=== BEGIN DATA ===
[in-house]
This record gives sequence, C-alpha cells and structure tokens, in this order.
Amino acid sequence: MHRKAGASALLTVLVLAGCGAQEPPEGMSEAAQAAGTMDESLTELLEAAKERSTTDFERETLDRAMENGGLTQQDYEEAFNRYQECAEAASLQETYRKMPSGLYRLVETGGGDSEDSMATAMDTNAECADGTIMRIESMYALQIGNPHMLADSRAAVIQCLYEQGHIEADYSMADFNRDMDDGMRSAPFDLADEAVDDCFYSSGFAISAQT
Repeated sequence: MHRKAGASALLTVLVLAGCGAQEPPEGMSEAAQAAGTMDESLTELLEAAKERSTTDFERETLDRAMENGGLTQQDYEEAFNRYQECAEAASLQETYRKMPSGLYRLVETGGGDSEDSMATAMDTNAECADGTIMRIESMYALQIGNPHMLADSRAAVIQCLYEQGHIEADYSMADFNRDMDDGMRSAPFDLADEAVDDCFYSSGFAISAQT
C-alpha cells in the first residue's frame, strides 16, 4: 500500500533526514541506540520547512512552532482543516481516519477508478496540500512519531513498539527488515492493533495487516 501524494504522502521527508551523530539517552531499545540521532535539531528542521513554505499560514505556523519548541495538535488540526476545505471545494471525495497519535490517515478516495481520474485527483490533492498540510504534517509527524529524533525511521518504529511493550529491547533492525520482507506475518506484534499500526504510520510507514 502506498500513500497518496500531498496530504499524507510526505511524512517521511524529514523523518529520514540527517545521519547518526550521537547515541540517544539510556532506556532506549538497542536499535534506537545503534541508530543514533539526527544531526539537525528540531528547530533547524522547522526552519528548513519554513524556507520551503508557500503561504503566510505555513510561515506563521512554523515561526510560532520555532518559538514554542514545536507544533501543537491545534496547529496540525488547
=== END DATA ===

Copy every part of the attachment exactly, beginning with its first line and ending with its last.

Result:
[in-house]
This record gives sequence, C-alpha cells and structure tokens, in this order.
Amino acid sequence: MHRKAGASALLTVLVLAGCGAQEPPEGMSEAAQAAGTMDESLTELLEAAKERSTTDFERETLDRAMENGGLTQQDYEEAFNRYQECAEAASLQETYRKMPSGLYRLVETGGGDSEDSMATAMDTNAECADGTIMRIESMYALQIGNPHMLADSRAAVIQCLYEQGHIEADYSMADFNRDMDDGMRSAPFDLADEAVDDCFYSSGFAISAQT
Repeated sequence: MHRKAGASALLTVLVLAGCGAQEPPEGMSEAAQAAGTMDESLTELLEAAKERSTTDFERETLDRAMENGGLTQQDYEEAFNRYQECAEAASLQETYRKMPSGLYRLVETGGGDSEDSMATAMDTNAECADGTIMRIESMYALQIGNPHMLADSRAAVIQCLYEQGHIEADYSMADFNRDMDDGMRSAPFDLADEAVDDCFYSSGFAISAQT
C-alpha cells in the first residue's frame, strides 16, 4: 500500500533526514541506540520547512512552532482543516481516519477508478496540500512519531513498539527488515492493533495487516 501524494504522502521527508551523530539517552531499545540521532535539531528542521513554505499560514505556523519548541495538535488540526476545505471545494471525495497519535490517515478516495481520474485527483490533492498540510504534517509527524529524533525511521518504529511493550529491547533492525520482507506475518506484534499500526504510520510507514 502506498500513500497518496500531498496530504499524507510526505511524512517521511524529514523523518529520514540527517545521519547518526550521537547515541540517544539510556532506556532506549538497542536499535534506537545503534541508530543514533539526527544531526539537525528540531528547530533547524522547522526552519528548513519554513524556507520551503508557500503561504503566510505555513510561515506563521512554523515561526510560532520555532518559538514554542514545536507544533501543537491545534496547529496540525488547